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of her husband's quaint comparison. "I am never warm, Miss Halcombe," she remarked, with the modest air of a woman who was confessing to one of her own merits.

"Have you and Lady Glyde been out this evening?" asked the Count, while I was taking a book from the shelves to preserve appearances.

"Yes, we went out to get a little air."

"May I ask in what direction?"

"In the direction of the lake—as far as the boat-house."

"Aha? As far as the boat-house?"

Under other circumstances I might have resented his curiosity. But to-night I hailed it as another proof that neither he nor his wife were connected with the mysterious appearance at the lake.

"No more adventures, I suppose, this evening?" he went on. "No more discoveries, like your discovery of the wounded dog?"

He fixed his unfathomable grey eyes on me, with that cold, clear, irresistible glitter in them which always forces me to look at him, and always makes me uneasy while I do look. An unutterable suspicion that his mind is prying into mine overcomes me at these times, and it overcame me now.

"No," I said shortly; "no adventures—no discoveries."

I tried to look away from him and leave the room. Strange as it seems, I hardly think I should have succeeded in the attempt if Madame Fosco had not helped me by causing him to move and look away first.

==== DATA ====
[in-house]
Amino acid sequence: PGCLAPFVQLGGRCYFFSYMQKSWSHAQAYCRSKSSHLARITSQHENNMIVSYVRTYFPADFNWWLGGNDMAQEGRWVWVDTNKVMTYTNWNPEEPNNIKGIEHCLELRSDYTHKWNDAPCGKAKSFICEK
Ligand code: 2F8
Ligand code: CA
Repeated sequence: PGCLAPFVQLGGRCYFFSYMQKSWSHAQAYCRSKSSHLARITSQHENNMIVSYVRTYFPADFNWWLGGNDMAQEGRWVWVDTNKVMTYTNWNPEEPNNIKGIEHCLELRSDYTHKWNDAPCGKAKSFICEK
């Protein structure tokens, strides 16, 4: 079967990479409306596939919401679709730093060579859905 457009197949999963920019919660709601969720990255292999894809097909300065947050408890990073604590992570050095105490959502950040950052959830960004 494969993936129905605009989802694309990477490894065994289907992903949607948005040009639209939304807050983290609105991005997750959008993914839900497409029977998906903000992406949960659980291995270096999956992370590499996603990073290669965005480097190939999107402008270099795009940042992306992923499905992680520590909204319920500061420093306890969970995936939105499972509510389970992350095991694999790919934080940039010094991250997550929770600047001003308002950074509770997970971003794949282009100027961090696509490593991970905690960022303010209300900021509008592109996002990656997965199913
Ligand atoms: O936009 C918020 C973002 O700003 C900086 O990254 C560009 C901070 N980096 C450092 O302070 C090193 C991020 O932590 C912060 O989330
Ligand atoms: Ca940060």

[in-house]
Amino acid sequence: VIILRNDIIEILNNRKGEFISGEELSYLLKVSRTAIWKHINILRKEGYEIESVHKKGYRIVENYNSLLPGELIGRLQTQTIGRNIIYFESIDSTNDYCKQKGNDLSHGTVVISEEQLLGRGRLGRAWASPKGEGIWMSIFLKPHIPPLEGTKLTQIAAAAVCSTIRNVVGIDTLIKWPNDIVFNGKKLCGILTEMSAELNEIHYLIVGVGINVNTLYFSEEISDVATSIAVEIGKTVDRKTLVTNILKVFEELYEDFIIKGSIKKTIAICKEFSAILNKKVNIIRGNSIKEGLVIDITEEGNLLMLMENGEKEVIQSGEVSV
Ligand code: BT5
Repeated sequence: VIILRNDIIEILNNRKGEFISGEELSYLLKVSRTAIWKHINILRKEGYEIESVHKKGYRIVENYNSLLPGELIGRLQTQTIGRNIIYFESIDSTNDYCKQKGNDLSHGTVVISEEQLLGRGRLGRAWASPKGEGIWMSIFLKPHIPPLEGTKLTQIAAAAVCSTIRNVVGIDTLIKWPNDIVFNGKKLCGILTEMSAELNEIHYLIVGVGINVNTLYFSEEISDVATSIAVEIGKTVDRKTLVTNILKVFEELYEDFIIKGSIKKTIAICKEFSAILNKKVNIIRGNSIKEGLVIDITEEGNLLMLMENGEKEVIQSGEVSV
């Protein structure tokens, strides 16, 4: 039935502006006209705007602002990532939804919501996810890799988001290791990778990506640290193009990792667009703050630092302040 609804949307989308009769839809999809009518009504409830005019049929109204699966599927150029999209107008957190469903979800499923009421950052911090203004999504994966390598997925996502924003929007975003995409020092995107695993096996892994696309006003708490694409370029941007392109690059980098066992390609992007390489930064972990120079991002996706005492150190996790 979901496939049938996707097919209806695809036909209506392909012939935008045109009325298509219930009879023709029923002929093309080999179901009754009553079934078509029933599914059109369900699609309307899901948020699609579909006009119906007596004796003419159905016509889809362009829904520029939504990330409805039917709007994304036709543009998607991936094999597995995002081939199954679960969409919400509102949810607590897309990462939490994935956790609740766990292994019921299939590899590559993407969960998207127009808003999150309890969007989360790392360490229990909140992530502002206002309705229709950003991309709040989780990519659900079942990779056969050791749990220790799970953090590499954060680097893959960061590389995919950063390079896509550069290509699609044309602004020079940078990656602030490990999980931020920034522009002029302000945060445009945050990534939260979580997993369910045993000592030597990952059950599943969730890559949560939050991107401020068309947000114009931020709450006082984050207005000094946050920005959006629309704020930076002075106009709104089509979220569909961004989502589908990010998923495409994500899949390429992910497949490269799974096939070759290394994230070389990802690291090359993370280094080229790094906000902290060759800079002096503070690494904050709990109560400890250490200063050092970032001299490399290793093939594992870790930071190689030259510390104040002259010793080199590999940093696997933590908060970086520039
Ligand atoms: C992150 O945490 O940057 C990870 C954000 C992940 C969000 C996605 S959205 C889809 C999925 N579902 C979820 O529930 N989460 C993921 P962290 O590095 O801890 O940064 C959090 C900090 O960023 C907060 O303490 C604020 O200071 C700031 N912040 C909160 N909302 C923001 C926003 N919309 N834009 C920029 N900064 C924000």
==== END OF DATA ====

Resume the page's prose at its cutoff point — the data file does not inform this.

"Count, you are keeping Miss Halcombe standing," she said.

The moment he turned round to get me a chair, I seized my opportunity—thanked him—made my excuses—and slipped out.

An hour later, when Laura's maid happened to be in her mistress's room, I took occasion to refer to the closeness of the night, with a view to ascertaining next how the servants had been passing their time.

"Have you been suffering much from the heat downstairs?" I asked.

"No, miss," said the girl, "we have not felt it to speak of."

"You have been out in the woods then, I suppose?"

"Some of us thought of going, miss. But cook said she should take her chair into the cool court-yard, outside the kitchen door, and on second thoughts, all the rest of us took our chairs out there too."